As a nation the U.S. invests large % of its GDP in research and development; however, the source of those dollars has shifted from government to private industry. (The large rise in federal R&D in the 1960s was the investment in NASA and the space program.) While federal R&D is focused on the national interest, a lack of a national industrial policy or incentives for commercial R&D has those R&D dollars optimizing the greatest financial return. Slide 45

“No bucks, no Buck Rogers” describes the role that Congress plays in providing funding for all military expenditures. In the last two decades a federal budget was passed on time just four times. This plays havoc with having a predictable way to pay for new things. Slides 49-51

A glimmer of hope is occurring across the DOD. An insurgency has arisen in the services and combatant commands that has essentially said, “We can’t wait until our acquisition system is fixed, so we’re going to bypass it.” All the services have incubators, Accelerator’s, and SBIR programs. And they’re even making an end-around to a broken acquisition system. First driven by the Army, and now rapidly being used by the other services, a new way to write contracts, called Other Transaction Authorities (OTAs,) has emerged to bypass the years of paperwork. (Time will tell whether the existing acquisition bureaucracy beats this down or if it truly can sustain a breakout from traditional contracting and gets embraced by visionary leadership.) Slides 47 and 52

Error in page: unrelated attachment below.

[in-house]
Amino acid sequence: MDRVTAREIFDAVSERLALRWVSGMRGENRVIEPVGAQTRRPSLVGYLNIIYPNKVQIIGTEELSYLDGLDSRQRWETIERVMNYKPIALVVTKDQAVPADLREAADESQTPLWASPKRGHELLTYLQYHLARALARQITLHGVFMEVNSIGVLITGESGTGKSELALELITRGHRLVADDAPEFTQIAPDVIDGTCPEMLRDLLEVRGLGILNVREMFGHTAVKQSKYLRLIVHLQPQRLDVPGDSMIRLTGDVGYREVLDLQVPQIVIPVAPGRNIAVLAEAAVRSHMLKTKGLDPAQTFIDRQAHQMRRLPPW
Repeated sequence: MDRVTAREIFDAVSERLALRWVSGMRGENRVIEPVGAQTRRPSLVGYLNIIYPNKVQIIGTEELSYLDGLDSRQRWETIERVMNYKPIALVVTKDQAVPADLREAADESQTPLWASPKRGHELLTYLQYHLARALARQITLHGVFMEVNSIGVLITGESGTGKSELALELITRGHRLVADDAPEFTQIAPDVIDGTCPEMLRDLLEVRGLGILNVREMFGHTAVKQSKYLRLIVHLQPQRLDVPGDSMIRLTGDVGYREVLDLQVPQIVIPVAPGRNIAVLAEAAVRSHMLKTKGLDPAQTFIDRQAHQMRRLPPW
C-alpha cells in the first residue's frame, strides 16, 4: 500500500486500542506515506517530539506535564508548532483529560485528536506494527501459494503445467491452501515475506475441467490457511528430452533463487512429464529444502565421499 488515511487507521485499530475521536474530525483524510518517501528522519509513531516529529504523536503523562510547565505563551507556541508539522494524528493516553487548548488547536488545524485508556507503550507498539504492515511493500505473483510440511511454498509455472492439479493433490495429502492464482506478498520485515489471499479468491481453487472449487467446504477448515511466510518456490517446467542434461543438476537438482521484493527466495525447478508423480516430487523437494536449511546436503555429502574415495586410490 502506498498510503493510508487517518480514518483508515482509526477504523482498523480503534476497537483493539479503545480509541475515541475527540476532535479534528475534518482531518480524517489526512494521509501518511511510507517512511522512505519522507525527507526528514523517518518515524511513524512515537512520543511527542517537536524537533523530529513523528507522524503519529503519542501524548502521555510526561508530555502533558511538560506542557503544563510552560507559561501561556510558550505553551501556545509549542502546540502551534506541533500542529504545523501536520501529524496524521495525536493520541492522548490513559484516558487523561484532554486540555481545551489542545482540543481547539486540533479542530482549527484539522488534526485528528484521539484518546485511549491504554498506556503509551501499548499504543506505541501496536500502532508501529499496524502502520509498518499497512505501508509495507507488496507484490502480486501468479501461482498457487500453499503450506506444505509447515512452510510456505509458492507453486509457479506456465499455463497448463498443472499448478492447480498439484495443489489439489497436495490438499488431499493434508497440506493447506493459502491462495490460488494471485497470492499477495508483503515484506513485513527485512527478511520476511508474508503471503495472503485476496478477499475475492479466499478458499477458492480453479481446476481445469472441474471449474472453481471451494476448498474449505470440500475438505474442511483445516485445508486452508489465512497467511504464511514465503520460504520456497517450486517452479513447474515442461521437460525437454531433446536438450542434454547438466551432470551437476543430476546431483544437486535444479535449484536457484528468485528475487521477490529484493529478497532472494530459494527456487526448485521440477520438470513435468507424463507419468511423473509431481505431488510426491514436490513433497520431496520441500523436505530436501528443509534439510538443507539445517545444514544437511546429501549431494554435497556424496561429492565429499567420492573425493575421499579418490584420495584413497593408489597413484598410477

Guest Speaker – Ash Carter – SecDef

 

If you can’t see the Ash Carter video, click here

In the beginning of every class we ask our students for their feedback and thoughts about our guest speakers. Our student take-aways from Secretary Carter’s talk is below:

Lessons Learned

  • Technology by itself doesn’t win wars. It has to be built into a weapons system.
    • Today, many of the advanced technologies that will be used in 21st weapons are being built by private companies not the department of defense
  • Weapons by themselves don’t win wars. To be effective they have to be integrated into an operational concept/doctrine